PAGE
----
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Publication numberUS5620071 A
Publication typeGrant
Application numberUS 08/401,500
Publication dateApr 15, 1997
Filing dateMar 10, 1995
Priority dateMar 11, 1994
Fee statusLapsed
Publication number08401500, 401500, US 5620071 A, US 5620071A, US-A-5620071, US5620071 A, US5620071A
InventorsMasazumi Ishikawa, Katsunori Aoki, Yasuhiko Ohsawa, Junichi Takimoto, Keishi Negita, Hiroshi Takao
Original AssigneeNissan Motor Co., Ltd.
Export CitationBiBTeX, EndNote, RefMan
External Links: USPTO, USPTO Assignment, Espacenet
Electrically controlled force transmitting method and electrically controlled force transmitting apparatus
US 5620071 A
Abstract
The electrically controlled force transmitting apparatus includes a drive member having an electrically conductive surface and a driven member having an electrically conductive surface, which are arranged to be opposed to each other with a small space therebetween, a fibrous member provided in the space between the opposed electrically conductive surfaces of the drive and driven members, and a voltage supply source connected across the electrically conductive surfaces, whereby by applying a voltage across the opposed surfaces, there is induced a shear stress and a force is transmitted from the drive member to the driven member. The space in which the fibrous member is arranged is preferably filled with an electrically insulating fluid medium.
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Claims(20)
What is claimed is:
1. A method of transmitting force from a drive member to a driven member in an electrically controllable manner comprising the steps of:
arranging a drive member having an electrically conductive surface and a driven member having an electrically conductive surface such that said electrically conductive surfaces of the drive and driven members are opposed to each other with a small space;
providing a fibrous member in said space formed between said opposed electrically conductive surfaces of the drive and driven members; and
adjusting a voltage applied across said opposed electrically conductive surfaces of the drive and driven members.
2. An apparatus for transmitting a force in an electrically controllable manner comprising:
a drive member having an electrically conductive surface;
a driven member having an electrically conductive surface which is arranged to be opposed to said electrically conductive surface of the drive member, while a space is formed between the opposed electrically conductive surfaces of the drive and driven members;
a fibrous member provided within said space between the opposed electrically conductive surfaces of the drive and driven members; and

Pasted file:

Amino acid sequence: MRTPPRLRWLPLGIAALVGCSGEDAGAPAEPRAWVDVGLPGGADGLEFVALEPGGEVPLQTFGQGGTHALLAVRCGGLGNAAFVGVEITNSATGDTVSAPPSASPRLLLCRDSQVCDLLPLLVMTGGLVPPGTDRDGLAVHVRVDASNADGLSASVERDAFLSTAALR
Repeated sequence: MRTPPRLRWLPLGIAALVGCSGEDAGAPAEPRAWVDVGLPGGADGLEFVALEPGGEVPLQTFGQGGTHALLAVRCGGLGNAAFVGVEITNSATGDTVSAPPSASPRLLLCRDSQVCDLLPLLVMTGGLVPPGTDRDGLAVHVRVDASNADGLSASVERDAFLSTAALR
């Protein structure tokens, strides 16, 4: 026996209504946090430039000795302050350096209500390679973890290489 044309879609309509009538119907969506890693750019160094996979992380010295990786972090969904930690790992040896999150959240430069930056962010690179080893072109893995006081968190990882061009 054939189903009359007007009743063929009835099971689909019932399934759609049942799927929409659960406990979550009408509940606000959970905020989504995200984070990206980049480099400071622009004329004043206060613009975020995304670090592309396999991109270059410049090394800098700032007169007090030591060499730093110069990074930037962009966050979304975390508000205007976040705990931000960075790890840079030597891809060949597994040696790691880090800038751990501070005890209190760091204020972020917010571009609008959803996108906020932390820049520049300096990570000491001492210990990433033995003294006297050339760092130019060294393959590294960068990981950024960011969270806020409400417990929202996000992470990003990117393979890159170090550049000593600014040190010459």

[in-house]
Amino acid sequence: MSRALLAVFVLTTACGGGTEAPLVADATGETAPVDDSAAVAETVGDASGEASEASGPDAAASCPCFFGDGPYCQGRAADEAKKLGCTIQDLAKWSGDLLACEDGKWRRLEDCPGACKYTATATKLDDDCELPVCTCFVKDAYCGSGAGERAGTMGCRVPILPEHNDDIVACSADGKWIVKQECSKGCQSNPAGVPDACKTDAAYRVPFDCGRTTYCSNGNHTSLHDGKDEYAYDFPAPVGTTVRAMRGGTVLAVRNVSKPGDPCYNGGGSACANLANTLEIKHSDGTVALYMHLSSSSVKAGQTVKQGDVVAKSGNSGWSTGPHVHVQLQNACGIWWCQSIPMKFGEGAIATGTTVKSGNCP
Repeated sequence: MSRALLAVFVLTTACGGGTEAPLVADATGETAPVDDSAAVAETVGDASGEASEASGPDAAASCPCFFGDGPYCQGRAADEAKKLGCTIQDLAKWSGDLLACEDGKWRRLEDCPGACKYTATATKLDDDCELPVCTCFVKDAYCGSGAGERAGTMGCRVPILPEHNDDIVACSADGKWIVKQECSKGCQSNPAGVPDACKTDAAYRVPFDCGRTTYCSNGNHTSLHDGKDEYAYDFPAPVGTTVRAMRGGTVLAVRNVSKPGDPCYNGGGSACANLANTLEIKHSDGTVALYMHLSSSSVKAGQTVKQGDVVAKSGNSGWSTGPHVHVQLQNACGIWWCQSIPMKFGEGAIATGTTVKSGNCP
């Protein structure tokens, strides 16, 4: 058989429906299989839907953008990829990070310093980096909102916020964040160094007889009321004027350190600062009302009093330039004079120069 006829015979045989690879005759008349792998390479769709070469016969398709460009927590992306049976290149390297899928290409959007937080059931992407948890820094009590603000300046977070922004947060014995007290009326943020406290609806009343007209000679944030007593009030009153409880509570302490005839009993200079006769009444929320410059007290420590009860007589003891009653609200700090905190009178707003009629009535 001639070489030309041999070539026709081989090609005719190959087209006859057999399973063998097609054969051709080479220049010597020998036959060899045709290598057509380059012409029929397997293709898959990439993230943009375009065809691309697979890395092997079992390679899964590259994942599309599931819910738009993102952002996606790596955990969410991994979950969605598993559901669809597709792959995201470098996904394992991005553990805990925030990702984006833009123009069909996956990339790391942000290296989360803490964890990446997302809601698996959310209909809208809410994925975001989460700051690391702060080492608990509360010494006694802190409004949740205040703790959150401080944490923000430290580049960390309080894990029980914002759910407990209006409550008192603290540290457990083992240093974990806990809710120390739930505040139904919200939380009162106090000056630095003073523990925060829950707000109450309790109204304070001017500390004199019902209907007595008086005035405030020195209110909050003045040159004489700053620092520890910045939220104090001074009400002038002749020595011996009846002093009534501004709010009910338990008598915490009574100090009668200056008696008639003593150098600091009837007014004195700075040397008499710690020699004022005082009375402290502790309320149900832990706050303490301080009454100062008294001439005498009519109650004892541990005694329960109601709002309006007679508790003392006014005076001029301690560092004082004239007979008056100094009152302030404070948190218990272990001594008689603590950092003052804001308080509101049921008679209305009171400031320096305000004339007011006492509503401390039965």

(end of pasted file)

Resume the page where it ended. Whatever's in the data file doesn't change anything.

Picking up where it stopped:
a voltage applying means connected across the opposed electrically conductive surfaces of the drive and driven members; whereby transmission of force from the drive member to the driven member is electrically controlled by adjusting a voltage applied across the opposed electrically conductive surfaces of the drive and driven members.
3. The apparatus according to claim 2, wherein said space between said opposed electrically conductive surfaces of said drive and driven members is filled with an electrically insulating fluid medium.
4. The apparatus according to claim 3, wherein said medium is an electrically insulating liquid.
5. The apparatus according to claim 4, wherein said electrically insulating liquid is formed by a liquid selected from the group consisting of paraffin, naphthen, olefin, animal oil, plant oil, hydrocarbon oil and silicone oil.
6. The apparatus according to claim 3, wherein said fluid medium is an electrically insulating gaseous body.
7. The apparatus according to claim 6, wherein said electrically insulating gaseous body is formed by a material selected from the group consisting of air, nitrogen, oxygen, helium, and neon.
8. The apparatus according to claim 2, wherein said fibrous member comprises a first fiber assembly fixed to said electrically conductive surface of said drive member and a second fiber assembly fixed to said electrically conductive surface of said driven members.
9. The apparatus according to claim 2, wherein said fibrous member is constituted by a fiber assembly fixed to either one of said opposed electrically conductive surfaces of said drive and driven members.
10. The apparatus according to claim 2, wherein said fibrous member is constituted by a fiber assembly provided in said space without being fixed to either of said opposed electrically conductive surfaces of said drive and driven members.
11. The apparatus according to claim 2, wherein said drive and driven member are arranged to be rotatable relative to each other.
12. The apparatus according to claim 11, wherein said opposed surfaces of said drive and driven members are of circular shape.
13. The apparatus according to claim 11, wherein said opposed surfaces of said drive and driven members are of cylindrical shape.
14. The apparatus according to claim 11, wherein said opposed surfaces of said drive and driven members are of conical shape.
15. The apparatus according to claim 2, wherein said drive and driven members are arranged to be movable reciprocally.
16. The apparatus according to claim 2, wherein said fibrous member is constituted by at least one kind of fiber selected from the group consisting of natural fibers and synthetic fibers.
17. The apparatus according to claim 16, wherein said group includes cotton, wool, silk, hemp, viscose (rayon) fiber, cuprammonium fiber, acetate fiber, polypromix fiber, polyamide-based (nylon-based) fiber, polyvinyl alcohol-based (vinylon-based) fiber, polyvinyl chloride-based fiber, polyvinylidene chloride-based (saran-based) fiber, polyester-based (tetoron-based) fiber, polyacrylonitrile-based (Orlon-based) fiber, polyethylene-based fiber, polypropylene-based fiber, polyurethane-based (Perion-based) fiber, polyalkyleneparaoxybenzoate-based fiber, polychlal-base fiber, aromatic polyamide (alamide) fiber, all-aromatic polyester fiber, fluorine-based fiber, chitin fiber, alginate fiber, collagen fiber, glass fiber, carbon fiber, silicon carbide fiber, boron fiber, and alumina fiber.